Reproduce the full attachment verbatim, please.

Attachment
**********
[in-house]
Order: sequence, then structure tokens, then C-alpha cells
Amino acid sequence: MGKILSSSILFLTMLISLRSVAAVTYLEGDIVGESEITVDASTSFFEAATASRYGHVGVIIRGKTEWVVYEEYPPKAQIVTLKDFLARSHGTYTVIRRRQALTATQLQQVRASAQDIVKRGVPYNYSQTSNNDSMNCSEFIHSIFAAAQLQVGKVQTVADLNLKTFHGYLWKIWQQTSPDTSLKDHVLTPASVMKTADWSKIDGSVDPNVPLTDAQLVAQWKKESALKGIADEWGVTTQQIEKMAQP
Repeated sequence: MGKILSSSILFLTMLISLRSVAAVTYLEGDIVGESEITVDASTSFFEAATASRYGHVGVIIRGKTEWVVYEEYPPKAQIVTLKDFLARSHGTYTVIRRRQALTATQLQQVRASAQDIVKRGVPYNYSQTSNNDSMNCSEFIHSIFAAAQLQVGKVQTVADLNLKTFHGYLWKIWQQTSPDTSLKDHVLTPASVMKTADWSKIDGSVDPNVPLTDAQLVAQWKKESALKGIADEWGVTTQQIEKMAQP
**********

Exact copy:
[in-house]
Order: sequence, then structure tokens, then C-alpha cells
Amino acid sequence: MGKILSSSILFLTMLISLRSVAAVTYLEGDIVGESEITVDASTSFFEAATASRYGHVGVIIRGKTEWVVYEEYPPKAQIVTLKDFLARSHGTYTVIRRRQALTATQLQQVRASAQDIVKRGVPYNYSQTSNNDSMNCSEFIHSIFAAAQLQVGKVQTVADLNLKTFHGYLWKIWQQTSPDTSLKDHVLTPASVMKTADWSKIDGSVDPNVPLTDAQLVAQWKKESALKGIADEWGVTTQQIEKMAQP
Repeated sequence: MGKILSSSILFLTMLISLRSVAAVTYLEGDIVGESEITVDASTSFFEAATASRYGHVGVIIRGKTEWVVYEEYPPKAQIVTLKDFLARSHGTYTVIRRRQALTATQLQQVRASAQDIVKRGVPYNYSQTSNNDSMNCSEFIHSIFAAAQLQVGKVQTVADLNLKTFHGYLWKIWQQTSPDTSLKDHVLTPASVMKTADWSKIDGSVDPNVPLTDAQLVAQWKKESALKGIADEWGVTTQQIEKMAQP